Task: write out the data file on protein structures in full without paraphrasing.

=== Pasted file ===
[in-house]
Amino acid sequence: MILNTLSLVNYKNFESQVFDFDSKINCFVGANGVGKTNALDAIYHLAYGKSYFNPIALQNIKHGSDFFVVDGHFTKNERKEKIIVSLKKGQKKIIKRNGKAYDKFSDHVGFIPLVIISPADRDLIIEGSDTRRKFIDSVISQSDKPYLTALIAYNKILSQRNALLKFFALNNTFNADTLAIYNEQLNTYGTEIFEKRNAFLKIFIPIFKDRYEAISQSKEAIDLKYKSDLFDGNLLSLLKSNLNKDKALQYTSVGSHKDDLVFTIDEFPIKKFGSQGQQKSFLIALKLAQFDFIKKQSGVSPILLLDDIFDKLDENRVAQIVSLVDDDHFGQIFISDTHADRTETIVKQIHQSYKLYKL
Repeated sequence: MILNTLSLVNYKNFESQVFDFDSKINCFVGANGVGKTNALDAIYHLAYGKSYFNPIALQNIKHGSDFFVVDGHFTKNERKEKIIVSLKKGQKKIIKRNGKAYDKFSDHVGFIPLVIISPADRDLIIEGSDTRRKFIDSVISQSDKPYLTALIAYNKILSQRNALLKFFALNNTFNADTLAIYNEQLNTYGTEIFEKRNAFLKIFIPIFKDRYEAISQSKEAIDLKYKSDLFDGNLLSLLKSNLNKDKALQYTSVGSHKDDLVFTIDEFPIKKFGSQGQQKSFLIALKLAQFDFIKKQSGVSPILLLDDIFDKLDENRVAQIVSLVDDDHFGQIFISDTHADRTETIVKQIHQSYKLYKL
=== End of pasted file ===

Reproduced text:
[in-house]
Amino acid sequence: MILNTLSLVNYKNFESQVFDFDSKINCFVGANGVGKTNALDAIYHLAYGKSYFNPIALQNIKHGSDFFVVDGHFTKNERKEKIIVSLKKGQKKIIKRNGKAYDKFSDHVGFIPLVIISPADRDLIIEGSDTRRKFIDSVISQSDKPYLTALIAYNKILSQRNALLKFFALNNTFNADTLAIYNEQLNTYGTEIFEKRNAFLKIFIPIFKDRYEAISQSKEAIDLKYKSDLFDGNLLSLLKSNLNKDKALQYTSVGSHKDDLVFTIDEFPIKKFGSQGQQKSFLIALKLAQFDFIKKQSGVSPILLLDDIFDKLDENRVAQIVSLVDDDHFGQIFISDTHADRTETIVKQIHQSYKLYKL
Repeated sequence: MILNTLSLVNYKNFESQVFDFDSKINCFVGANGVGKTNALDAIYHLAYGKSYFNPIALQNIKHGSDFFVVDGHFTKNERKEKIIVSLKKGQKKIIKRNGKAYDKFSDHVGFIPLVIISPADRDLIIEGSDTRRKFIDSVISQSDKPYLTALIAYNKILSQRNALLKFFALNNTFNADTLAIYNEQLNTYGTEIFEKRNAFLKIFIPIFKDRYEAISQSKEAIDLKYKSDLFDGNLLSLLKSNLNKDKALQYTSVGSHKDDLVFTIDEFPIKKFGSQGQQKSFLIALKLAQFDFIKKQSGVSPILLLDDIFDKLDENRVAQIVSLVDDDHFGQIFISDTHADRTETIVKQIHQSYKLYKL